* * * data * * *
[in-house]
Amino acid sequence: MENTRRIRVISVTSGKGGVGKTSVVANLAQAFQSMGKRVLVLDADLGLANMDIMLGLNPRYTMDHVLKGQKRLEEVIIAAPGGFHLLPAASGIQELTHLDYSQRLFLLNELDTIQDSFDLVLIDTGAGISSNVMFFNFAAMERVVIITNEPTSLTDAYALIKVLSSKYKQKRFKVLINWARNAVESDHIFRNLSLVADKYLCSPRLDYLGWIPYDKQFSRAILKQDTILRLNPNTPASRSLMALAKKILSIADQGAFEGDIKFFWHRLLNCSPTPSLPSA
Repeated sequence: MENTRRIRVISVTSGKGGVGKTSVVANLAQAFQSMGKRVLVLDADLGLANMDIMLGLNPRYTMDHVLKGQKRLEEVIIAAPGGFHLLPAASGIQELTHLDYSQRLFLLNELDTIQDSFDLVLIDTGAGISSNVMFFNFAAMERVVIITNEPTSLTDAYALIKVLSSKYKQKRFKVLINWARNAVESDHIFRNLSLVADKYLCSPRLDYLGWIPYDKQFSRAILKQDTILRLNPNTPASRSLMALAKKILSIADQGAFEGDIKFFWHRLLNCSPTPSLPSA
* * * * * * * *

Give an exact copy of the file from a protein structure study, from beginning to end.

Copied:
[in-house]
Amino acid sequence: MENTRRIRVISVTSGKGGVGKTSVVANLAQAFQSMGKRVLVLDADLGLANMDIMLGLNPRYTMDHVLKGQKRLEEVIIAAPGGFHLLPAASGIQELTHLDYSQRLFLLNELDTIQDSFDLVLIDTGAGISSNVMFFNFAAMERVVIITNEPTSLTDAYALIKVLSSKYKQKRFKVLINWARNAVESDHIFRNLSLVADKYLCSPRLDYLGWIPYDKQFSRAILKQDTILRLNPNTPASRSLMALAKKILSIADQGAFEGDIKFFWHRLLNCSPTPSLPSA
Repeated sequence: MENTRRIRVISVTSGKGGVGKTSVVANLAQAFQSMGKRVLVLDADLGLANMDIMLGLNPRYTMDHVLKGQKRLEEVIIAAPGGFHLLPAASGIQELTHLDYSQRLFLLNELDTIQDSFDLVLIDTGAGISSNVMFFNFAAMERVVIITNEPTSLTDAYALIKVLSSKYKQKRFKVLINWARNAVESDHIFRNLSLVADKYLCSPRLDYLGWIPYDKQFSRAILKQDTILRLNPNTPASRSLMALAKKILSIADQGAFEGDIKFFWHRLLNCSPTPSLPSA